Fisher has been let go as the Knicks underperform. Kurt Rambis will take over, but can he bring this group to the playoffs?
In a surprising move, the Phil Jackson-led New York Knicks have fired their head coach, ex-player Derek Fisher, in his second year and in the midst of a sizable skid. While it is a shock to see Jackson cut bait on his assumed protégé so soon, it is clear that this is the proper direction for the Knicks, as they realize this rebuild will be shorter than they had previously anticipated.
Fisher was allegedly fired due to a combination of lack of player development and lack of development as a coach himself, outside of motivational speeches, which have always been his strong suit. Furthermore, some within the organization viewed Fisher’s late summer conflict with Matt Barnes as suspect, and many felt that trust had been breached.
But now that the decision is final. It has been announced by the team that Kurt Rambis will finish out the season in a redemption attempt after flaming out in magnificent fashion in Minnesota. There are only two things left to discuss: Whether the Knicks will alter their course towards the playoffs, and who will likely succeed Rambis at the close of the season.
However, with the Knicks off for a week for the All-Star break after Tuesday’s game with the Washington Wizards, we will have to hold off judgment on Rambis, and thus the Knicks’ playoff chances, at least for the time being. There is no way to know how Rambis will adjust to his new job, and how the players will adjust to their new coach. However, with Carmelo Anthony’s knee continuing to pain him, the outlook is not as peachy as it was at the beginning of the season.
In terms of replacement coaches, it is widely expected that Phil Jackson will go back to his roots, as he did with Fisher. He loves to search for an ex-player turned coach that has experience in the triangle. As such, two strong candidates that come to mind are Brian Shaw and Luke Walton. However, Fisher just proved that having a “Phil Jackson triangle pedigree” does not automatically make you a good coach.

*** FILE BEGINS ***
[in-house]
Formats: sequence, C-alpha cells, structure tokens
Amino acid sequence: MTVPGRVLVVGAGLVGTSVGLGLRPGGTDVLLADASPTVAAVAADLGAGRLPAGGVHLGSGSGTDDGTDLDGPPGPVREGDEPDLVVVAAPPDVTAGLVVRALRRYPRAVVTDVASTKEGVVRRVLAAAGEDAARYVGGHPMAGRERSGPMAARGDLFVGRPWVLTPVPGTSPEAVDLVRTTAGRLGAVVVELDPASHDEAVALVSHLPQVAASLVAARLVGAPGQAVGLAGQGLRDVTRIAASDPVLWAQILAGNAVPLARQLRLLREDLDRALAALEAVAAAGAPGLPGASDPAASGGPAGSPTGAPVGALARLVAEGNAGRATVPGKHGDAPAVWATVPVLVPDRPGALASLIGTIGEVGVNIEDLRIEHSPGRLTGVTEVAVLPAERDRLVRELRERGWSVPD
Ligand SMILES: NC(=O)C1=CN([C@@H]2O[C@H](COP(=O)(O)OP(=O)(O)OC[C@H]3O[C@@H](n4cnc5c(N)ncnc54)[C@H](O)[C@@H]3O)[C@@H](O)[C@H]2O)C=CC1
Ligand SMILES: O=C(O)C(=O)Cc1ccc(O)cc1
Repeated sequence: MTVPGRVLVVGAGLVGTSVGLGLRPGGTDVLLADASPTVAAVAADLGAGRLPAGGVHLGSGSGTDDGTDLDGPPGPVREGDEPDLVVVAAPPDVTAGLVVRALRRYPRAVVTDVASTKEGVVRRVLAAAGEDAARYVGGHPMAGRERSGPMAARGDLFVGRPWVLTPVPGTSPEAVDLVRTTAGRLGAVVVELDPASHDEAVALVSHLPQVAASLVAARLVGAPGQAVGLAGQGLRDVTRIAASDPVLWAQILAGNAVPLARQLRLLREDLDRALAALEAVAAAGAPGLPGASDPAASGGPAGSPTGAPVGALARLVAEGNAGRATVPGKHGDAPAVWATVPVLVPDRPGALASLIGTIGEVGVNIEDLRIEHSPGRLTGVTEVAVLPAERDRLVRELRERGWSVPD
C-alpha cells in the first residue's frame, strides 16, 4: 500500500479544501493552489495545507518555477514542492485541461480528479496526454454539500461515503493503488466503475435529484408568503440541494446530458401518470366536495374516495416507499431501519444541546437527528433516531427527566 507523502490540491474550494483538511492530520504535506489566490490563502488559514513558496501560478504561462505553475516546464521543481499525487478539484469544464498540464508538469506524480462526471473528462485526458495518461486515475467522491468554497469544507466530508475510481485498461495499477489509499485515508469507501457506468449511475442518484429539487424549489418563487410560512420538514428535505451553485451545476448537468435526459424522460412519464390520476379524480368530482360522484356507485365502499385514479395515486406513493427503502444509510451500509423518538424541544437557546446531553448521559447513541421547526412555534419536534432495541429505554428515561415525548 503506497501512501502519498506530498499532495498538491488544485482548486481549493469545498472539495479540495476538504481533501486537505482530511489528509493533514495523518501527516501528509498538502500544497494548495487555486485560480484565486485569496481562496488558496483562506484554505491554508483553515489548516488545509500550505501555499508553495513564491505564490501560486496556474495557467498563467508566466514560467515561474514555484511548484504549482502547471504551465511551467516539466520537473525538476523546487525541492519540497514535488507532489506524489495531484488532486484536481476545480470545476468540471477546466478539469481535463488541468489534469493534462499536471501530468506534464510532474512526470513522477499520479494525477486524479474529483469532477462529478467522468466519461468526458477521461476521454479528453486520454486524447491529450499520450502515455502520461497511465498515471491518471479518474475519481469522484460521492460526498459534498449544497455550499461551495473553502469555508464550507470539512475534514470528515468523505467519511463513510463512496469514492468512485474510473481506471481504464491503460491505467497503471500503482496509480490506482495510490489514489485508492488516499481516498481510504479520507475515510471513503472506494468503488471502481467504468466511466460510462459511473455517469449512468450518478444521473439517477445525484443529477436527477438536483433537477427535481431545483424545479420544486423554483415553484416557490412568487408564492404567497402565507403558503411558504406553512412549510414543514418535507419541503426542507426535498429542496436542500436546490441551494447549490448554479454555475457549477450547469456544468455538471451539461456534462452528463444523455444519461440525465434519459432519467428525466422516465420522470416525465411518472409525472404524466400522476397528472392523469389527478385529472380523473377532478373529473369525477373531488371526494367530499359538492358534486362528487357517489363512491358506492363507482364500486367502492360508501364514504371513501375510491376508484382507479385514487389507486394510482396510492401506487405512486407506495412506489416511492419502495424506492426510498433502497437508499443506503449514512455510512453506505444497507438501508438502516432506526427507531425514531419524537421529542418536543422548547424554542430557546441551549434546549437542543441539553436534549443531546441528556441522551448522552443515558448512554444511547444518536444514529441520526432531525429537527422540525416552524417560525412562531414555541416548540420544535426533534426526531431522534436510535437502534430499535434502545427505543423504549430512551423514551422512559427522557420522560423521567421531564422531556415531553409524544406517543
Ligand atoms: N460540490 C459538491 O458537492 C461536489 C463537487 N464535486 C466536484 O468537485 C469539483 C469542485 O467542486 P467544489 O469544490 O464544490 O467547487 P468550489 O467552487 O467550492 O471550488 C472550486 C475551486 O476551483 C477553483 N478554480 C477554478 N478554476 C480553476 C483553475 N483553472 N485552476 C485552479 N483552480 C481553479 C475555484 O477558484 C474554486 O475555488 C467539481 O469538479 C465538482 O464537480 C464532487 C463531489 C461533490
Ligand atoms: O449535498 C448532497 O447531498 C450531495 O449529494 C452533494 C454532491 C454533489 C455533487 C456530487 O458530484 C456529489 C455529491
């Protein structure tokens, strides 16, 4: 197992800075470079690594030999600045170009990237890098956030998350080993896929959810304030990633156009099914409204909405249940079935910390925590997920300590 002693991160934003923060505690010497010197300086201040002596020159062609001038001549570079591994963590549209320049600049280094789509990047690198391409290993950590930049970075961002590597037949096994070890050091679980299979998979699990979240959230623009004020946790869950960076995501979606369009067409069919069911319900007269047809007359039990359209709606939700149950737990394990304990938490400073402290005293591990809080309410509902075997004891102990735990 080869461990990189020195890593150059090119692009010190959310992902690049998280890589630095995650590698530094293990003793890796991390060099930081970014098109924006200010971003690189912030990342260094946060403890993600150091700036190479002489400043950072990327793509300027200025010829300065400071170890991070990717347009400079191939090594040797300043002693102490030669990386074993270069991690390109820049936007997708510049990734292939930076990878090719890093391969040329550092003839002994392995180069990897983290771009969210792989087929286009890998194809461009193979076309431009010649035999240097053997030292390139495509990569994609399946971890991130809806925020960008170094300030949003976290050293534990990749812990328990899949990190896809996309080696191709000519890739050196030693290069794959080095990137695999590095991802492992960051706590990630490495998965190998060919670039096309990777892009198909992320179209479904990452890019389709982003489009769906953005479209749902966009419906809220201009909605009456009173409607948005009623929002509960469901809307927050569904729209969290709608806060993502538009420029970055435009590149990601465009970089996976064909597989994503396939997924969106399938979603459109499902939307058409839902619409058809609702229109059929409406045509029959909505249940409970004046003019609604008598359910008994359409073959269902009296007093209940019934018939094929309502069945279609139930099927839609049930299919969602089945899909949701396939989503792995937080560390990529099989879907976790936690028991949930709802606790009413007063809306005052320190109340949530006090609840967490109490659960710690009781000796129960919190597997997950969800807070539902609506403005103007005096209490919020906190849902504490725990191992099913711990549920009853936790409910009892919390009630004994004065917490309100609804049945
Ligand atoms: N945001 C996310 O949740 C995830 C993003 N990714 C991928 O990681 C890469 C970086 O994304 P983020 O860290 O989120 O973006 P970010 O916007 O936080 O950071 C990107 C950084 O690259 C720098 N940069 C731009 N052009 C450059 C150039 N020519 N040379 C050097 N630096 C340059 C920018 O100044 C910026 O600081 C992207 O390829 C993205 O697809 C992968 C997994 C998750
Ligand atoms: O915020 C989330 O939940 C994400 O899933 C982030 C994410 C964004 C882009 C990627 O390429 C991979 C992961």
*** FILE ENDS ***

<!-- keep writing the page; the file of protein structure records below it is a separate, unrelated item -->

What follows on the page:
Thus, it would be better for Jackson to kick the tires on two much more well-known candidates, both of whom have been itching for the New York Knicks head coaching position for a long time. Namely, these include broadcaster Jeff Van Gundy and ex-coach of the Chicago Bulls Tom Thibodeau. Van Gundy’s record as a head coach is 430-318, and Thibodeau’s is 255-139.
While Van Gundy’s track record is well established, and he is one of the more well-respected inactive coaches out there, Thibodeau established himself as one of the league’s elite coaches as little as a year ago. His grating demeanor and demanding coaching style eventually created enough friction to oust him from Chicago, very much in the same way that Jim Harbaugh was ousted from San Francisco. However, just as in Harbaugh’s case, no one is debating Thibodeau’s coaching genius and acumen. Just as Harbaugh has been a boon to the Michigan Wolverines, so will Tom Thibodeau be to the team that hires him.
Thibs has been biding his time, waiting for the right coaching vacancy to open, and the rest of the league waits with bated breath. The New York Knicks have long been linked to Thibodeau since his days as an assistant as his most ideal landing spot. This is a union that needs to happen. Thibs would instill a defensive philosophy absent from this Knicks team, while getting the most out of each rotation player. People malign him for playing Derrick Rose so many minutes, but most of his players held up just fine.
He may not be perfect, but Tom Thibodeau is the best candidate out there for the Knicks, and they would be wise to go outside the box, or “triangle,” and hire him.
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